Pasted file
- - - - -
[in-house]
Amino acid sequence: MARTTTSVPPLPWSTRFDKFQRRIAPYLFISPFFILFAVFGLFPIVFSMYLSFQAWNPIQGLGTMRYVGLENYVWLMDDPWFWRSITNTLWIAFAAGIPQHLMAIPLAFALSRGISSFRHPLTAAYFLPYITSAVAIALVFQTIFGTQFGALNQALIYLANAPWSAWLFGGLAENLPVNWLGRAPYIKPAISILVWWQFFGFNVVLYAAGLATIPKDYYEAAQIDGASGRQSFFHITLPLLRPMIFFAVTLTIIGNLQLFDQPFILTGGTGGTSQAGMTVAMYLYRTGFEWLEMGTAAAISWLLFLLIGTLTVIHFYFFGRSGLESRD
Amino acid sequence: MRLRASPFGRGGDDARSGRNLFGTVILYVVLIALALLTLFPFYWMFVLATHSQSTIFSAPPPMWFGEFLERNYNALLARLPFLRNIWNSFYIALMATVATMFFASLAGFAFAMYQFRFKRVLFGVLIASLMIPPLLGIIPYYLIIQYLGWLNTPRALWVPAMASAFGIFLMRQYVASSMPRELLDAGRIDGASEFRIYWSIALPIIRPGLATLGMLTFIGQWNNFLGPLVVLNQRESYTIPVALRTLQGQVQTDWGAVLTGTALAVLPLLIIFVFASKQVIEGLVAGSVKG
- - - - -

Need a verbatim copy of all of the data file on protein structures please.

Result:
[in-house]
Amino acid sequence: MARTTTSVPPLPWSTRFDKFQRRIAPYLFISPFFILFAVFGLFPIVFSMYLSFQAWNPIQGLGTMRYVGLENYVWLMDDPWFWRSITNTLWIAFAAGIPQHLMAIPLAFALSRGISSFRHPLTAAYFLPYITSAVAIALVFQTIFGTQFGALNQALIYLANAPWSAWLFGGLAENLPVNWLGRAPYIKPAISILVWWQFFGFNVVLYAAGLATIPKDYYEAAQIDGASGRQSFFHITLPLLRPMIFFAVTLTIIGNLQLFDQPFILTGGTGGTSQAGMTVAMYLYRTGFEWLEMGTAAAISWLLFLLIGTLTVIHFYFFGRSGLESRD
Amino acid sequence: MRLRASPFGRGGDDARSGRNLFGTVILYVVLIALALLTLFPFYWMFVLATHSQSTIFSAPPPMWFGEFLERNYNALLARLPFLRNIWNSFYIALMATVATMFFASLAGFAFAMYQFRFKRVLFGVLIASLMIPPLLGIIPYYLIIQYLGWLNTPRALWVPAMASAFGIFLMRQYVASSMPRELLDAGRIDGASEFRIYWSIALPIIRPGLATLGMLTFIGQWNNFLGPLVVLNQRESYTIPVALRTLQGQVQTDWGAVLTGTALAVLPLLIIFVFASKQVIEGLVAGSVKG